FILED: April 6, 2011

IN THE COURT OF APPEALS OF THE STATE OF OREGON

DARNELLE O. PENDERGRASS,

Petitioner-Respondent,

v.

RICK COURSEY,
Superintendent,
Eastern Oregon Correctional Institution,

Defendant-Appellant.

Umatilla County Circuit Court
CV081036
A143031

Rudy M. Murgo, Judge.

Submitted on March 10, 2011.

John R. Kroger, Attorney General, Jerome Lidz, Solicitor General, and Kathleen Cegla, Attorney-in-Charge, Collateral Remedies, filed the brief for appellant.

Erin Galli filed the brief for respondent.

Before Wollheim, Presiding Judge, and Riggs, Senior Judge.

PER CURIAM

Reversed and remanded with instructions to enter judgment denying post-conviction relief.

PER CURIAM

Petitioner was charged with two counts of robbery, each count alleging conduct against a separate victim. He pleaded guilty to the charges and received consecutive sentences on the robbery convictions. He then filed a petition for post-conviction relief in which he alleged that his trial counsel was constitutionally inadequate in failing to object when the court imposed those consecutive sentences without expressly making the required findings. See ORS 137.123(5)(b) (the court may impose consecutive sentences for convictions arising out of a "continuous and uninterrupted course of conduct only if" the court finds that the two crimes "caused or created a risk of causing greater or qualitatively different loss, injury or harm to the victim or caused or created a risk of causing loss, injury or harm to a different victim"). The post-conviction court granted petitioner his requested relief.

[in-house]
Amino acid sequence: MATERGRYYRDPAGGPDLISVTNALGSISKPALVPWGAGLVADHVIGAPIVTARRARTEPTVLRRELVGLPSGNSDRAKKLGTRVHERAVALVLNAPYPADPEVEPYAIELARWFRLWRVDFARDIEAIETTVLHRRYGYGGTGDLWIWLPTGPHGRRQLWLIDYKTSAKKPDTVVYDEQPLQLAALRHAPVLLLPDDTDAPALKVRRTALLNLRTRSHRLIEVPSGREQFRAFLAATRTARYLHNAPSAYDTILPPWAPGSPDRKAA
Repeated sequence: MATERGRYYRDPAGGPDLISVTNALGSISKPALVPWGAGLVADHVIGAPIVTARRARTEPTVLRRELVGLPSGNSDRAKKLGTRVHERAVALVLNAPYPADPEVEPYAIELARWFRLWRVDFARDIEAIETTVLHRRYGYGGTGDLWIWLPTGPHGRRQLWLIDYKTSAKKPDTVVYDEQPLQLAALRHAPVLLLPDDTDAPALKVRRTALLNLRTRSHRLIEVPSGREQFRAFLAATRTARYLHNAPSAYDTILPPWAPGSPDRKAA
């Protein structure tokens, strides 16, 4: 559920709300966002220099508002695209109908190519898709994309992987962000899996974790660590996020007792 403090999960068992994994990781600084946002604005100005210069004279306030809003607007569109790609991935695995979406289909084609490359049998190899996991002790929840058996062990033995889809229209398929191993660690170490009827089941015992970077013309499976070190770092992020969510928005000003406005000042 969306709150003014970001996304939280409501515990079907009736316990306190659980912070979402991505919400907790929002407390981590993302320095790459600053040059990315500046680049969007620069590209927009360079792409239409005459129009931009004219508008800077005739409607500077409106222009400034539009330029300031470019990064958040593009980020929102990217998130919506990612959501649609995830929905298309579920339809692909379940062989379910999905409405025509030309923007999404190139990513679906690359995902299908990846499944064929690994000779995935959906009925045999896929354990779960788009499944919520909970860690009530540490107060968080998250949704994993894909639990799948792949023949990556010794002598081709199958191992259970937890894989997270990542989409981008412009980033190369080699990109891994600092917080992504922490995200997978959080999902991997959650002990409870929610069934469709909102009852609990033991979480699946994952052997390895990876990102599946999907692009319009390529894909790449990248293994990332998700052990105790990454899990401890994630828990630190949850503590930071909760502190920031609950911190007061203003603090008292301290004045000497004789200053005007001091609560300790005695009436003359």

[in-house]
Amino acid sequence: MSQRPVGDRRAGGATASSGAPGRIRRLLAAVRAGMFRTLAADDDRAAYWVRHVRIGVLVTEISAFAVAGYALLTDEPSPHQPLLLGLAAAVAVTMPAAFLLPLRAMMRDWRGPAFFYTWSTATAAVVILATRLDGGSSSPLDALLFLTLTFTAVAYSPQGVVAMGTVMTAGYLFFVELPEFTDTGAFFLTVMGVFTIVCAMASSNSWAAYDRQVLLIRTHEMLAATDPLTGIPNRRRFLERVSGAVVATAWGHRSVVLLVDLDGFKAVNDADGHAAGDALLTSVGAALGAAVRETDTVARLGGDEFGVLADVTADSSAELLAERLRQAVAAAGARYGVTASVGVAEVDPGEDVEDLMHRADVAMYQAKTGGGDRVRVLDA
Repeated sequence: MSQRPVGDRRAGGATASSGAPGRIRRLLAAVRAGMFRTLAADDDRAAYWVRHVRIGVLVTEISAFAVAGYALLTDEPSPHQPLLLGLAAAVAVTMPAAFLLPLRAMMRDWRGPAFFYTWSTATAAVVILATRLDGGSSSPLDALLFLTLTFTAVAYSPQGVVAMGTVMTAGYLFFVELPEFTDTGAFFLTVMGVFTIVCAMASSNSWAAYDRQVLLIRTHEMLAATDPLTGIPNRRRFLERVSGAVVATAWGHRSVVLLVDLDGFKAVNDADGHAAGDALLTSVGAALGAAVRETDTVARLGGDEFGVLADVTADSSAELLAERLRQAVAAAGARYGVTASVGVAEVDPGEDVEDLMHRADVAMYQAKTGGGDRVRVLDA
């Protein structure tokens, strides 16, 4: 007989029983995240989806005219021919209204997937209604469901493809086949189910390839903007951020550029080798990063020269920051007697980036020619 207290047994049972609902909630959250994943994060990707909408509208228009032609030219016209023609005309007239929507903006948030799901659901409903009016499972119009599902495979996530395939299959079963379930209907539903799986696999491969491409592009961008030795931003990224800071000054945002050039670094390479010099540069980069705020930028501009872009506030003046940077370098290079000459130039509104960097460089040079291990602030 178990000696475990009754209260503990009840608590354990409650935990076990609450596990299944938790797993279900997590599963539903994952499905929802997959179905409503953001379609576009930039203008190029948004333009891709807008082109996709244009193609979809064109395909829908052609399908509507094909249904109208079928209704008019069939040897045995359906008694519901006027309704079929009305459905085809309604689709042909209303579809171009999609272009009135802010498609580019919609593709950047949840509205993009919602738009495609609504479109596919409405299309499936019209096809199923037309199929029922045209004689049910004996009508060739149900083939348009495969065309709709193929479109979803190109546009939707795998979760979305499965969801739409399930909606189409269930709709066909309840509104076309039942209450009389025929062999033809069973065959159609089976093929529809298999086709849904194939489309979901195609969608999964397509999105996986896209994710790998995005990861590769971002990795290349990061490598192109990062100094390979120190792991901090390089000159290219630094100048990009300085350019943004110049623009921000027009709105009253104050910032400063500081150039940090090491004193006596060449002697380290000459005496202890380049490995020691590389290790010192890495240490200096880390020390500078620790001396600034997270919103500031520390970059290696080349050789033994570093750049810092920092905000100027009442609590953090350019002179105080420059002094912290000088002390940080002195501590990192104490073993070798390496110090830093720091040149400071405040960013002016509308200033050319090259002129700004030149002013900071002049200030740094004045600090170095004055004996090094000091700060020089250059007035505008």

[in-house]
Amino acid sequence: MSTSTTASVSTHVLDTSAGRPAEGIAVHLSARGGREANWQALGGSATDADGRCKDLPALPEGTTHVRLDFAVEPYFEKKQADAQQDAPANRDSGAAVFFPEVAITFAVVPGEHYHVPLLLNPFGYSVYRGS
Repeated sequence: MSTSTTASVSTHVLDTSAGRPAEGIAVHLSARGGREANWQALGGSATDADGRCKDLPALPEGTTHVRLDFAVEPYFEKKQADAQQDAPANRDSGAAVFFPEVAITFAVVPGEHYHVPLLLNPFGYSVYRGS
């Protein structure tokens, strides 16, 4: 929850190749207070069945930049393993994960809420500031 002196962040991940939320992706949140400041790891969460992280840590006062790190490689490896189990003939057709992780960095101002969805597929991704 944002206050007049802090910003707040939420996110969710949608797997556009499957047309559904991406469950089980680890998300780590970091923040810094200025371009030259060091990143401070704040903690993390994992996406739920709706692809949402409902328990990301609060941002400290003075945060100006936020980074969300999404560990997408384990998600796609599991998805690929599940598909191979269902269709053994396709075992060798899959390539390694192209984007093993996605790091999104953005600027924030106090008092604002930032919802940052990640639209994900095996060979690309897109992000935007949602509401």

Defendant now appeals, arguing that petitioner failed to demonstrate that he was prejudiced as a result of trial counsel's failure to object to the lack of express findings. See Trujillo v. Maass, 312 Or 431, 435, 822 P2d 703 (1991) (to prevail on a post-conviction claim for inadequate assistance of counsel, a petitioner must "show, by a preponderance of the evidence, facts demonstrating that trial counsel failed to exercise reasonable professional skill and judgment and that petitioner suffered prejudice as a result" (emphasis added)). Defendant points out that, had petitioner's trial counsel objected, the trial court "could easily have made findings that would satisfy ORS 137.123(5)(b), because the indictment alleged separate victims for the two robbery charges." Defendant is correct. Trial counsel's failure to object to the lack of express findings regarding separate victims did not prejudice petitioner; the error would have been easily remedied had it been brought to the trial court's attention.(1) The post-conviction court therefore erred in granting post-conviction relief.

Reversed and remanded with instructions to enter judgment denying post-conviction relief.


1. Petitioner's appellate counsel was unable to identify any meritorious arguments that would allow this court to affirm the post-conviction court's judgment.

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